► New record is 232.5 miles
► Refuelling was done without stopping
► Previous record just over 100 miles
When we drove the 2018 BMW M5 earlier this year, we loved it. Featuring a 592bhp powerplant, a 0-62mph figure of just 3.4 seconds and a silky 8-speed auto, the 2018 M5 is another classic. Rather controversially, the new M5 also comes with four-wheel-drive, but it’s still fun to slide around corners because you can divert most of the power to the rear wheels. And just to prove how easy the new M5 is to drift, BMW just set a new drifting record with it.
There’s a drifting record?
Yes, and now it stands at a astonishing 232.5 miles long. The record was set by BMW driving instructor Johan Schwartz in 8 hours, and more than doubles the previous 102 mile record set with a Toyota GT86 last year.
Sensibly, the Guinness World Record rules allow for refuelling stops, but in order to achieve the longest continuous drift, BMW used a second M5 to carry out some side-by-side, Top Gun style refuelling. The video shows the record-holding M5 has been modified for quick refuelling, and also shows the refuelling car drifting alongside it.
For everything else you need to know about the new 2018 BMW M5 keep reading, and for our review, click here.
New BMW M5: everything you need to know
The new 2018 BMW M5 is the first to be equipped with all-wheel-drive (albeit with the ability to switch to a rear-drive mode), it has a power output of exactly 600 metric horsepower – equating to 592bhp.
- New F90 M5 model in BMW code-speak
- Twin-turbo 4.4-litre V8 with 592bhp
- Peak torque 553lb ft from 1800rpm to 5600rpm – a 52lb ft increase
- Conventional 8spd auto ‘box, not a twin-clutch
- M xDrive all-wheel drive available for first time
- 0-62mph in 3.4sec, 0-124mph in 11.1sec
- Max speed can be derestricted to 197mph
- Wider track than before
- On sale February 2018
- Costs £89,640 before options
New BMW M5: what’s in the engine room?
An uprated version of the twin-turbo 4.4-litre V8 from the previous-gen M5 and M6 (codenamed S63B44T4, digit fans).
A modified exhaust manifold, new turbos and higher injection pressure (up to 350bar) have helped unlock more power, along with an improved cooling system including a new indirect charge air cooler.
For our review of the new BMW M5, click here
Flaps in the exhaust system bring or block the noise depending on your preference via an ‘M Sound Control button.’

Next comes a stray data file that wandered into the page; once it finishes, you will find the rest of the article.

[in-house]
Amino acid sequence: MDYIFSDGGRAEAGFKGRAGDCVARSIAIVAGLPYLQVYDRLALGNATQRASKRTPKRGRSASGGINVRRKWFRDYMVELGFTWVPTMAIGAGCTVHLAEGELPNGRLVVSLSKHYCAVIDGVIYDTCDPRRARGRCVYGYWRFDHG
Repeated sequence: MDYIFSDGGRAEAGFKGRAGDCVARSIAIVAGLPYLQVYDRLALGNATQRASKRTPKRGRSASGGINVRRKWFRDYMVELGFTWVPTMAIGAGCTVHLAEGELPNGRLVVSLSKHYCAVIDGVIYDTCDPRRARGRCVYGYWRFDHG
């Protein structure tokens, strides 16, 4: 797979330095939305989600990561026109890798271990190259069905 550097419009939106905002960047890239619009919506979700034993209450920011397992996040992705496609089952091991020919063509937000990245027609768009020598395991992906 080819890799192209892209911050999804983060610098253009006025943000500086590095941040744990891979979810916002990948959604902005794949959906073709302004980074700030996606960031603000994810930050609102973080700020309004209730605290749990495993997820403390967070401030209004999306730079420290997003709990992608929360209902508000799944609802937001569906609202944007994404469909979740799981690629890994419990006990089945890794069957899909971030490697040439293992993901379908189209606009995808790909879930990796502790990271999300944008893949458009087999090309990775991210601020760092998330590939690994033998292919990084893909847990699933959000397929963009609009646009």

Provisionally, combined fuel economy is 26.9mpg and CO2 emissions are rated at 241g/km.
All new M5s get an eight-speed M Steptronic gearbox with an integrated oil cooler. As is the modern M way, there are various modes for the driver to choose from, geared [sic] from economy to max-attack tenth-shaving. In the additional sequential-shifting ‘S’ mode, multiple downshifts are available from one pull of the left gearshift paddle.
New BMW M5: the all-wheel-drive system
Dubbed M xDrive, the system is in four-wheel-drive mode by default when the car is first started. BMW says the system brings the front wheels into play ‘only when the rear wheels reach their limit of adhesion,’ and handling characteristics are said to feel similar to those of a traditional rear-wheel-drive M car.
Work your way through the multitude of driving modes on offer, and you’ll get to a pure rear-wheel-drive mode with no DSC (Dynamic Stability Control) assistance – but it’s recommended for use on a track only.
There’s a halfway-house M Dynamic mode (MDM), in which more torque is directed to the rear in extremis and the stability control system becomes more relaxed, allowing ‘controlled oversteer’, in BMW’s words.
New BMW M5: what about the suspension?
Adaptive dampers, with three modes: Comfort, Sport and Sport Plus. Likewise there are the same three modes for the electromechanical power steering.
At the front there’s a redesigned evolution of the regular 5-series’ front axle, and a five-bar rear arrangement, with additional bracing to increase stiffness, along with harder stabilisers and stiffer anti-roll bars.
As standard, double-spoke 20-inch wheels are fitted (finished in black as an option), with 275 section tyres at the front and 285 at the rear.
Six-piston brake callipers front and rear are standard, and, naturally, they’re painted blue. Fade-beating ceramic brakes are an option – you can spot them on the street by their different callipers finished in gold, as above.
As per the regular 5-series, the front wings and bonnet are made from aluminium, but the M5’s roof is made from CFRP composite.
Don’t forget, we drove a prototype of the new M5 earlier this summer – check out highlights from Georg Kacher’s test here, in which he enjoys the everything-off rear-drive mode to full effect!
Watch the new M5 in action (in pre-prod, camouflaged form) below: